Carlos Nuzman has failed in a bid to be released from prison and will remain behind bars in Brazil.
The now-former President of the Brazilian Olympic Committee (COB) and Rio 2016 was arrested on October 5 for alleged involvement in a vote-buying scheme connected to the bid for last year’s Olympic and Paralympic Games.
A judge ruled that he would remain in prison indefinitely to prevent possible interference in the investigation, a situation the 75-year-old attempted to overturn.
According to O Globo, his bid was rejected by Judge Abel Gomes at the Federal Regional Court of the Second Region in Brazil’s capital Brasilia.
Nuzman denies all of the charges against him and has pledged to clear his name.
Gomes, however, said he stood accused of “sophisticated conduct of corruption” when turning down his habeas corpus request for freedom.
On October 8, Nuzman resigned from both his COB and Rio 2016 roles to concentrate on defending himself.
He has been suspended as an honorary member of the International Olympic Committee (IOC) and was “withdrawn” as a member of the Tokyo 2020 Coordination Commission.
He therefore currently serves no sporting roles.
The COB and Rio 2016 have also been suspended by the IOC, although a Brazilian team will be allowed to compete under their own flag at the Pyeongchang 2018 Winter Olympics.
Paulo Wanderley was voted in as the new COB President yesterday and will serve the rest of Nuzman’s term until 2020.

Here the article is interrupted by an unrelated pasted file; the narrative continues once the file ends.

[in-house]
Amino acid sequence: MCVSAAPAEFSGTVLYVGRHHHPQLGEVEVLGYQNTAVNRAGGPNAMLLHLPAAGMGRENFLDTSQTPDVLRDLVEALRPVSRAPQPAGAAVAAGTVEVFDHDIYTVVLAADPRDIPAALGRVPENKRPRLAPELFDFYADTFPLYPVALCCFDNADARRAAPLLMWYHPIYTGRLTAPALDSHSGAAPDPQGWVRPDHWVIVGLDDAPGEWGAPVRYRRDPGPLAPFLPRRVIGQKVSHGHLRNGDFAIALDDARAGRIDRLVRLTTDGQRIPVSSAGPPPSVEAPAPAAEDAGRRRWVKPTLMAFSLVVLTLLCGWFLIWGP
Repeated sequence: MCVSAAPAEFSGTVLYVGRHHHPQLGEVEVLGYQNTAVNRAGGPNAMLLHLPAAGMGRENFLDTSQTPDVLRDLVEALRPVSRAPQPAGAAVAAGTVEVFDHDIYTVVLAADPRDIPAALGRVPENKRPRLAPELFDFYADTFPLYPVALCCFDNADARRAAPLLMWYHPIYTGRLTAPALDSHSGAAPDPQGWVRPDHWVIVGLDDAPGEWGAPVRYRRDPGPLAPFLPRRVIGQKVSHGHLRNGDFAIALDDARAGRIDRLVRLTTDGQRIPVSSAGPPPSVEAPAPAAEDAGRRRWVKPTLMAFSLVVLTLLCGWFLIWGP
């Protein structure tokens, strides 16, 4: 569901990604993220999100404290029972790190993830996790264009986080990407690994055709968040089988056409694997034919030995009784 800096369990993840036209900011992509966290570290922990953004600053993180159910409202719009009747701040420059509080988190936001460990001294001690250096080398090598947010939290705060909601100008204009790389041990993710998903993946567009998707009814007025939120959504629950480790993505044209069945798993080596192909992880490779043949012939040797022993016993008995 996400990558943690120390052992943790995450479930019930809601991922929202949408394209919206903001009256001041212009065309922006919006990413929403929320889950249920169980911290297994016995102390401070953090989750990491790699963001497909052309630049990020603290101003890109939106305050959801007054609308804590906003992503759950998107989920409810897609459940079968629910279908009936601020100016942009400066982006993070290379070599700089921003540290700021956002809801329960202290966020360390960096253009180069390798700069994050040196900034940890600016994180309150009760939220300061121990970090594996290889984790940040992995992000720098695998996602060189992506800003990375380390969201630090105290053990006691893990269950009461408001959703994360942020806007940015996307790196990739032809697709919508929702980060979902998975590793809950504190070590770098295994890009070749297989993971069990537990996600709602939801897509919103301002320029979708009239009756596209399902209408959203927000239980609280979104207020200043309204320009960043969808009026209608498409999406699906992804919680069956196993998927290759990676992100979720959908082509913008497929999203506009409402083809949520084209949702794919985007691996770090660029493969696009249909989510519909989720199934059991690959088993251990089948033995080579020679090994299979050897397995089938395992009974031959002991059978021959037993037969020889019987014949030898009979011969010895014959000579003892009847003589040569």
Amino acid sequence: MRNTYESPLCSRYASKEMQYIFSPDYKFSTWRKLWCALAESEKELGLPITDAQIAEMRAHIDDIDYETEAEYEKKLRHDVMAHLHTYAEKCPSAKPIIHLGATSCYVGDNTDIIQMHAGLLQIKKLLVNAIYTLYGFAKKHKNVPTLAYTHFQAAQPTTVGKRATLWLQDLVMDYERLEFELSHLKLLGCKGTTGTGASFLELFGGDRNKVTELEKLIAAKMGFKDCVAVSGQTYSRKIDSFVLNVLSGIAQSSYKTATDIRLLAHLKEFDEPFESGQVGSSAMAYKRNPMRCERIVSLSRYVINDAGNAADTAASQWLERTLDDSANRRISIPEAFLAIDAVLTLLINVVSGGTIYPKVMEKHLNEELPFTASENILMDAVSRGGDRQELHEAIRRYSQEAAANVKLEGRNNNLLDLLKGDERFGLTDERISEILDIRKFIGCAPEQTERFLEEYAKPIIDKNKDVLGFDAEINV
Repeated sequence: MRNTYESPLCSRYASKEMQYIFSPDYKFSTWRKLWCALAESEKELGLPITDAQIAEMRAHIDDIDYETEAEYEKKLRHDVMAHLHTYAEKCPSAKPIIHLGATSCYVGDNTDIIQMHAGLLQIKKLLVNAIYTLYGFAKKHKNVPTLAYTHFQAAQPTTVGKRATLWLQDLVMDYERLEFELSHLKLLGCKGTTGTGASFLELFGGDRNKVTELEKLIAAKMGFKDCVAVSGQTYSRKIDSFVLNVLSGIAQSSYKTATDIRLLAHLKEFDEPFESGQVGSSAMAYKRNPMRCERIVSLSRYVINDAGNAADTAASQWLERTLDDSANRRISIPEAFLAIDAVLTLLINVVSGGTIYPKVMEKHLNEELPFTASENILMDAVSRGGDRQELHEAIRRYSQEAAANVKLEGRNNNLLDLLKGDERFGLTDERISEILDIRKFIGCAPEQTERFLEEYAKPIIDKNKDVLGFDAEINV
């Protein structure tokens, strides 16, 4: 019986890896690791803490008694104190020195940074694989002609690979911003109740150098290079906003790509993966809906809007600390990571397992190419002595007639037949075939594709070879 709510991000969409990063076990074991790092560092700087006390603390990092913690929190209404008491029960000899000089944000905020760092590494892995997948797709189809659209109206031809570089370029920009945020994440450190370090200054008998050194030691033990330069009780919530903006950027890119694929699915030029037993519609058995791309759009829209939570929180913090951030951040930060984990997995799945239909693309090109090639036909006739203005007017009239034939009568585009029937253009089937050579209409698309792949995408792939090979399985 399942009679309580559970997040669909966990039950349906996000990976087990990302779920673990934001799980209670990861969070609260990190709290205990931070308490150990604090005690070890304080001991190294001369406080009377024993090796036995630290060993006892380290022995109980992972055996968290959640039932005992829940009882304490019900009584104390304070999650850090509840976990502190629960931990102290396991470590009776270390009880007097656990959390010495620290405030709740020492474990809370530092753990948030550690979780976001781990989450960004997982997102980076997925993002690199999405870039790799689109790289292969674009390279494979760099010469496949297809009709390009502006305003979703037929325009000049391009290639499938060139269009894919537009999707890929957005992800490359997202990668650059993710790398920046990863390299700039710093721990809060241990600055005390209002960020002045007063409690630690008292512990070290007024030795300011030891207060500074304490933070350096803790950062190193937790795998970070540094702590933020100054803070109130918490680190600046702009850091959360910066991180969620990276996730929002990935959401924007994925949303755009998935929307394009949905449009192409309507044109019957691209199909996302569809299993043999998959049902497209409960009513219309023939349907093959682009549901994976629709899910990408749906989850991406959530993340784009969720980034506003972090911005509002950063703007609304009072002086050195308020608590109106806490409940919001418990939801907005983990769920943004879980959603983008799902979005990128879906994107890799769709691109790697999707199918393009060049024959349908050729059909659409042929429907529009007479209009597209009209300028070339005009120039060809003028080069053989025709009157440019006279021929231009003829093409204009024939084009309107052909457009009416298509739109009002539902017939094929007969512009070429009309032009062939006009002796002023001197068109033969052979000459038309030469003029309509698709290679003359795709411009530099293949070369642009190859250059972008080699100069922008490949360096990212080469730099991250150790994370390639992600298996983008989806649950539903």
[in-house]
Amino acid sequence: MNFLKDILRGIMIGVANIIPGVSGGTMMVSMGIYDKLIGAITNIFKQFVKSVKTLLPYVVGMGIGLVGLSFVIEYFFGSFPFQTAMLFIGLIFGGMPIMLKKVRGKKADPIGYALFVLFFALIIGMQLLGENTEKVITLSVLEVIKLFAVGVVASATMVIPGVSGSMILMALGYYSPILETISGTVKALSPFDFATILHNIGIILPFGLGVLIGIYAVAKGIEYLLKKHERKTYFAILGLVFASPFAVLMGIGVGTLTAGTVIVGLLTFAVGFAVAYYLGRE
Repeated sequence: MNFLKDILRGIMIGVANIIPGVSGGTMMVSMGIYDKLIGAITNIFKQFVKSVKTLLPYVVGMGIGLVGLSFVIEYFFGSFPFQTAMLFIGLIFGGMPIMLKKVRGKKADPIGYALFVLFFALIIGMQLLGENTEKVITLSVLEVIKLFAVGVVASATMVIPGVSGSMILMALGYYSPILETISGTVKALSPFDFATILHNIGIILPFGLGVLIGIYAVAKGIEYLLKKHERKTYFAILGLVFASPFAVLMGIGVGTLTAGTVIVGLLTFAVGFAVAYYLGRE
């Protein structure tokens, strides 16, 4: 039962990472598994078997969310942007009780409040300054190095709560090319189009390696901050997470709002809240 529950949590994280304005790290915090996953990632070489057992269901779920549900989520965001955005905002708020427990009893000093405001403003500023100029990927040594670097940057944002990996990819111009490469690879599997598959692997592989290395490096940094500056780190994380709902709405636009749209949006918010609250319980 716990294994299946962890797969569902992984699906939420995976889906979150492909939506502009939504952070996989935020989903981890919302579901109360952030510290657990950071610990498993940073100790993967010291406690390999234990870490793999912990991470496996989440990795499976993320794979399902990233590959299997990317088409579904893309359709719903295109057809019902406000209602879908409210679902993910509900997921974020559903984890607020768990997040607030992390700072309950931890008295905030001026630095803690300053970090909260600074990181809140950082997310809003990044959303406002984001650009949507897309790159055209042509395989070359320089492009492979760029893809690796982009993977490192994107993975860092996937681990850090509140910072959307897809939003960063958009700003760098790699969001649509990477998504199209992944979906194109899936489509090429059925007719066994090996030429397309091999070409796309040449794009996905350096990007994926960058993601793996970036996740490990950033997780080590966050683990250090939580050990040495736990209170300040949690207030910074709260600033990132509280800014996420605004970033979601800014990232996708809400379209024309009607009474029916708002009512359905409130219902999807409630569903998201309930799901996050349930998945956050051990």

Among the charges facing Nuzman are “corruption, money laundering and criminal organization.”
He is suspected by Brazilian prosecutors of being the main link between Arthur Cesar de Menezes Soares Filho, a businessman nicknamed “King Arthur,” and Senegal’s former International Association of Athletics Federations President Lamine Diack.
Diack was a voting member of the IOC at the time Rio was awarded the Olympic and Paralympic Games at the IOC Session in Copenhagen eight years ago.
De Menezes allegedly provided at least $1.5 million through a company set-up by Diack’s son, Papa Massata, to help solicit the votes of African IOC members in return for supporting Rio 2016.
Brazilian Federal investigators believe that Nuzman – an IOC member until he passed the age limit in 2012 – filed income tax returns in the last month for items including $155,000 found at his residence in five different currencies and for 16 one-kilogram gold bars deposited in Switzerland.
This, they concluded, was done to “give the appearance of transparency and lawfulness to assets that were hidden.”
By Dan Palmer
Republished with permission from insidethegames.biz.